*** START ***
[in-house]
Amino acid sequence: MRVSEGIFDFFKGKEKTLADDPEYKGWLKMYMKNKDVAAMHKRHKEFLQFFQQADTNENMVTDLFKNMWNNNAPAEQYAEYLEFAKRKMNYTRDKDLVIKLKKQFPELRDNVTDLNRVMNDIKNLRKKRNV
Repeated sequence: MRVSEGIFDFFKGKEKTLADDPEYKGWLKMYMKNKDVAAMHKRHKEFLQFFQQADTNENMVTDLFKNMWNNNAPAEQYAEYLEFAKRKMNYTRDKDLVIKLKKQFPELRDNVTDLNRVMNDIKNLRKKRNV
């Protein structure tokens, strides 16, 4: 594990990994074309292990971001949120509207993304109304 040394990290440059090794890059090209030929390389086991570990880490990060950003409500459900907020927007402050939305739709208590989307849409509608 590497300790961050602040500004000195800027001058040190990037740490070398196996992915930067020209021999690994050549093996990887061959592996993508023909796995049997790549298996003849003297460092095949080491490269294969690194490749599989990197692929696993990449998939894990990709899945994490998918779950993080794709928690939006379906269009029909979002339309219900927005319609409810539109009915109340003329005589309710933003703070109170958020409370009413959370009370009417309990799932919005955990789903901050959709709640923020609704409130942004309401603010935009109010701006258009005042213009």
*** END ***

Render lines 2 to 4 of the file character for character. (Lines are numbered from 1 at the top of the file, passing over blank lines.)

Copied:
Amino acid sequence: MRVSEGIFDFFKGKEKTLADDPEYKGWLKMYMKNKDVAAMHKRHKEFLQFFQQADTNENMVTDLFKNMWNNNAPAEQYAEYLEFAKRKMNYTRDKDLVIKLKKQFPELRDNVTDLNRVMNDIKNLRKKRNV
Repeated sequence: MRVSEGIFDFFKGKEKTLADDPEYKGWLKMYMKNKDVAAMHKRHKEFLQFFQQADTNENMVTDLFKNMWNNNAPAEQYAEYLEFAKRKMNYTRDKDLVIKLKKQFPELRDNVTDLNRVMNDIKNLRKKRNV
């Protein structure tokens, strides 16, 4: 594990990994074309292990971001949120509207993304109304 040394990290440059090794890059090209030929390389086991570990880490990060950003409500459900907020927007402050939305739709208590989307849409509608 590497300790961050602040500004000195800027001058040190990037740490070398196996992915930067020209021999690994050549093996990887061959592996993508023909796995049997790549298996003849003297460092095949080491490269294969690194490749599989990197692929696993990449998939894990990709899945994490998918779950993080794709928690939006379906269009029909979002339309219900927005319609409810539109009915109340003329005589309710933003703070109170958020409370009413959370009370009417309990799932919005955990789903901050959709709640923020609704409130942004309401603010935009109010701006258009005042213009």